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A History of Germany by Bayard Taylor

Maximilian had just married Blanca Maria Sforza


had all the qualities of a great ruler, except prudence and foresight. He was tall, finely-formed, with remarkably handsome features, clear blue eyes, and blonde hair falling in ringlets upon his shoulders; he possessed great muscular strength, his body was developed by constant exercise, and he was one of the boldest, bravest and most skilful knights of his day. While his bearing was stately and dignified, his habits were simple: he often marched on foot, carrying his lance, at the head of his troops, and was able to forge his armor and temper his sword, as well as wear them. Yet he was also well-educated, possessed a taste for literature and the arts, and became something of a poet in his later years. Unlike his avaricious predecessors, he was generous even to prodigality; but, inheriting his father's eccentricity of character, he was whimsical, liable to act from impulse instead of reflection, headstrong and impatient. If he had been as wise as he was honest and well-meaning, he might have regenerated Germany.


The commencement of his reign was signalized by two threatening events. The Turks were renewing their invasions, and boldly advancing into Carinthia, between Vienna and the Adriatic; Charles VIII. of France had made himself master of Naples, and was apparently bent on conquering and annexing all of Italy. Maximilian had just married Blanca Maria Sforza,

niece of the reigning Duke of Milan, which city, with others in Lombardy, and even the Pope--forgetting their old enmity to the German Empire--demanded his assistance. He called a Diet, which met at Worms in 1495; but many of the princes, both spiritual and temporal, had learned a little wisdom, and they were unwilling to interfere in matters outside of the Empire until something had been done to remedy its internal condition. Berthold, Archbishop of Mayence, Frederick the Wise of Saxony, John Cicero of Brandenburg, and Eberhard of the Beard, first Duke of Wuertemberg, with many of the free cities, insisted so strongly on the restoration of order, security, and the establishment of laws which should guarantee peace, that the Emperor was forced to comply. For fourteen weeks the question was discussed with the greatest earnestness: the opposition of many princes and nearly the whole class of nobles was overcome, and a Perpetual National Peace was proclaimed. By this measure, the right to use force was prohibited to all; the feuds which had desolated the land for a thousand years were ordered to be suppressed; and all disputes were referred to an Imperial Court, permanently established at Frankfort, and composed of sixteen Councillors. It was also agreed that the Diet should meet annually, and remain in session for one month, in order to insure the uninterrupted enforcement of its decrees. A proposition to appoint an Imperial Council of State (equivalent to a modern "Ministry"), of twenty members, which should have power, in certain cases, to act in the Emperor's name, was rejected by Maximilian, as an assault upon his personal rights.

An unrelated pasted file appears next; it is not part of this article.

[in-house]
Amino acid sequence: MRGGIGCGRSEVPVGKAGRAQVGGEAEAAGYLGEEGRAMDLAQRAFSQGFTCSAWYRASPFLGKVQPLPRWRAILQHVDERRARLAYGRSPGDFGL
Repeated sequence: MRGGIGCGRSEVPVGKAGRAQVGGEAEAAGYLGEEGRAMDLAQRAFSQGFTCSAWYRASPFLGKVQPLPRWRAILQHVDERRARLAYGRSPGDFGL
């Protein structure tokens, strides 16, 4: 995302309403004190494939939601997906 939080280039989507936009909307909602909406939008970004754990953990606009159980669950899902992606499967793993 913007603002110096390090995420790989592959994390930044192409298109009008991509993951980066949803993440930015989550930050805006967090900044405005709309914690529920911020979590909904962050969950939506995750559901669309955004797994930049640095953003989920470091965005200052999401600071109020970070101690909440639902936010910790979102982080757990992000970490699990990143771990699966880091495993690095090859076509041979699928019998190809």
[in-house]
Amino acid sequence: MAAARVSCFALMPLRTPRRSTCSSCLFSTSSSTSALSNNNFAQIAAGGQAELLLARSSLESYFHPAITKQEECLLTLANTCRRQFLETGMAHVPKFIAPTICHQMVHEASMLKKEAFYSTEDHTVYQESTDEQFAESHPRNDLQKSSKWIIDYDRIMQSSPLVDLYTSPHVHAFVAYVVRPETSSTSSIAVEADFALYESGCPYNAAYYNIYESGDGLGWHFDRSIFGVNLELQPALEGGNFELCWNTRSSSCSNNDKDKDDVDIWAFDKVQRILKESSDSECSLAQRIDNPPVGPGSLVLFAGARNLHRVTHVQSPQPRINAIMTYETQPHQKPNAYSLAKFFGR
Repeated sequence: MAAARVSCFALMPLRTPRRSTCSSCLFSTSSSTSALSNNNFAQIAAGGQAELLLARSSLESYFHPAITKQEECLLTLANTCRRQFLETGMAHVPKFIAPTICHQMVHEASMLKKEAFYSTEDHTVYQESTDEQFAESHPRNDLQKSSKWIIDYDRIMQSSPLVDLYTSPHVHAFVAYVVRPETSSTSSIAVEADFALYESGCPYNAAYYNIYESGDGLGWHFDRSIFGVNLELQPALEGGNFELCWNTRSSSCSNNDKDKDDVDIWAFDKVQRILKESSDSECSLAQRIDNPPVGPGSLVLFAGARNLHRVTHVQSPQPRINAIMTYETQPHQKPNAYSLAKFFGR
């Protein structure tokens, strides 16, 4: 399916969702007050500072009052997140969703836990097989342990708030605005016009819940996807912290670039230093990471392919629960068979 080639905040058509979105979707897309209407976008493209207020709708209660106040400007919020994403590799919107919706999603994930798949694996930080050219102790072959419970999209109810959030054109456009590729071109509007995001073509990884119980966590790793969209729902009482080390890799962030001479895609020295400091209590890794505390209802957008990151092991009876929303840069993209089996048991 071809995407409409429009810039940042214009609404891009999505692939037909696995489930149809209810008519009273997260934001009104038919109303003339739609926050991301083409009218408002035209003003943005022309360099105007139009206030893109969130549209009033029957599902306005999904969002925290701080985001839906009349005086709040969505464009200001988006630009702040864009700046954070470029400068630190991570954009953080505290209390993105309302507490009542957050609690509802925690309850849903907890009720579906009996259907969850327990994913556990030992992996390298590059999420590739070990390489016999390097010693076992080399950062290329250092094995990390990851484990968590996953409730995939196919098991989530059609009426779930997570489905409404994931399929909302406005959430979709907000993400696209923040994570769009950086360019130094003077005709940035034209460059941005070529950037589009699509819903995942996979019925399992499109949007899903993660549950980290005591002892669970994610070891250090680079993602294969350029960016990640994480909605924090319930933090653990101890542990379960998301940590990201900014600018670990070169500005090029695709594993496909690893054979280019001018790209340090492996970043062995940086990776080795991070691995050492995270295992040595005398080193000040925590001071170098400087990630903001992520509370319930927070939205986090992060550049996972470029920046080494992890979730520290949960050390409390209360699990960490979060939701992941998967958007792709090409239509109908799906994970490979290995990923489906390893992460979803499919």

[Sidenote: 1496.]

Although the decree of Perpetual Peace could not be carried into effect immediately, it was not a dead letter, as all former decrees of the kind had been. Maximilian bound himself, in the most solemn manner, to respect the new arrangements, and there were now several honest and intelligent princes to assist him. One difficulty was the collection of a government tax, called "the common penny," to support the expenses of the Imperial Court. Such a tax had been for the first time imposed during the war with the Hussites, but very little of it was then paid. Even now, when the object of it was of such importance to the whole people, several years elapsed before the Court could be permanently established. The annual sessions of the Diet, also, were much less effective than had been anticipated: princes, priests and cities were so accustomed to a selfish independence, that they could not yet work together for the general good.

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